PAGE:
of Bees and Mist by Erick Setiawan

From Goodreads:

“Of Bees and Mist is an engrossing fable that chronicles three generations of women under one family tree and places them in a mythical town where spirits and spells, witchcraft and demons, and prophets and clairvoyance are an everyday reality.

Meridia grows up in a lonely home until she falls in love with Daniel at age sixteen. Soon, they marry, and Meridia can finally escape to live with her charming husband’s family—unaware that they harbor dark mysteries of their own. As Meridia struggles to embrace her life as a young bride, she discovers long-kept secrets about her own past as well as shocking truths about her new family that push her love, courage, and sanity to the brink.

Erick Setiawan’s astonishing debut is a richly atmospheric and tumultuous ride of hope and heartbreak that is altogether touching, truthful, and memorable.”

Traveljunkieindonesia.com – This book is a bit of a mystery to me on traveling. Not in a bad way, but in a very good way. While it is an intriguing story mostly of two women. Meridia who grew up with strange mists and Eva, Meridia’s eventual in-law who seems to be able to conjure bees from incessant and nasty speech. However it is mostly Meridia’s story we follow. Within her mind we encounter a great many metaphors. This is part of the books magic. Sometimes we, as readers, are unable to tell the real from illusion, magic from metaphor. While in some books this could become quite maddening, actually it becomes more of a lyrical poem. In some ways it was fun for me to see if it was all in Meridia’s outlook on life, or if there really was some sort of magic in play. For example, sometimes the other characters would participate within the metaphor and acknowledge it, and other times it seemed as nothing more than an illusion.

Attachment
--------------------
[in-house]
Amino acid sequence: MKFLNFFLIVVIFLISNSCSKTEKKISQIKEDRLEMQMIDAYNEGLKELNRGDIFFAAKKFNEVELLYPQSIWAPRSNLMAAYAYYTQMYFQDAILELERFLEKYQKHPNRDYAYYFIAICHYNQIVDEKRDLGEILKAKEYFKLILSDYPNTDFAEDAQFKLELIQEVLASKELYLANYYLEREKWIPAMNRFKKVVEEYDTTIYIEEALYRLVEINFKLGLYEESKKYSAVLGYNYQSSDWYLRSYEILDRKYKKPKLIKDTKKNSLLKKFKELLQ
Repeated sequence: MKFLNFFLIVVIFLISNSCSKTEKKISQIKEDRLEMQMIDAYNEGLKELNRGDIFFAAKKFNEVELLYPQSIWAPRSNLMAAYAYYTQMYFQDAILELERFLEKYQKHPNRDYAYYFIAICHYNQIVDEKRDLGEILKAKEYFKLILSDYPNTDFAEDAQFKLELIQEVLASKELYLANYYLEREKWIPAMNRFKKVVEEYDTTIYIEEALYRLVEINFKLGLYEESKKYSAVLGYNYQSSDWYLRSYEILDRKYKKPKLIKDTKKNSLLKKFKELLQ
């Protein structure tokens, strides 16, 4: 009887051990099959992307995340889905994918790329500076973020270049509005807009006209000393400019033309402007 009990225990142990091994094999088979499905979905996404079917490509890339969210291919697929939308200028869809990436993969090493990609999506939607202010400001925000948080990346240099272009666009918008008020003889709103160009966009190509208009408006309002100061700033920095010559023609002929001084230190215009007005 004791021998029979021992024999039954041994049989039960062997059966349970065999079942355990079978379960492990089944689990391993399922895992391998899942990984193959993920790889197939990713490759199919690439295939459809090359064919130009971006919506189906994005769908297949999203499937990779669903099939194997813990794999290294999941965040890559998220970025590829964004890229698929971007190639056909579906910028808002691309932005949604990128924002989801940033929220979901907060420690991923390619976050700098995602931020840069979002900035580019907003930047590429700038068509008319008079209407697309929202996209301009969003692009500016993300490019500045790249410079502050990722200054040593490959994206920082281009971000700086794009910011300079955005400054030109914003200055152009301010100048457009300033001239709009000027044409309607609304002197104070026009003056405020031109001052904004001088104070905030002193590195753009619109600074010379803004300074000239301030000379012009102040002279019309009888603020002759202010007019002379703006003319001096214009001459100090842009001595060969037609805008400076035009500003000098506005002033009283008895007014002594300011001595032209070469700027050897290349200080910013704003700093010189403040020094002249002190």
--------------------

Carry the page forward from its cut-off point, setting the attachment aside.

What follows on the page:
This book is also about family, betrayal, forgiveness, making the wrong and right choices, inner-strength, and weakness. Erick Setiawan paints all this with a beautiful flourish. It not only makes it interesting, but emotional as well. I even found Eva interesting. A character that does nothing but manipulate and lie usually does not interest me at all. However, within the prose you find yourself wondering what is going to happen to this character and how many of those characters you have met in your life. In my case, I have known a few. Now, I may silently smile to myself as I see bees fly out of their mouth stinging those around them.

Oh I could go on, but I don’t want to spoil anything. I encourage you to try this book. I’ve given this book 4.5 stars. Erick writes a story of mostly women very well. Also, examine the book cover if you get a chance. You’ll find small objects in within the roses that are within the story. You can examine some of those same pictures at his blog: ofbeesandmist

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  1. Thanks for the wonderful review, Bowo. I’m twice as happy when an Indonesian loves the book–shows that I did something right.

    Keep up the blog.

    All best,
    Erick Setiawan

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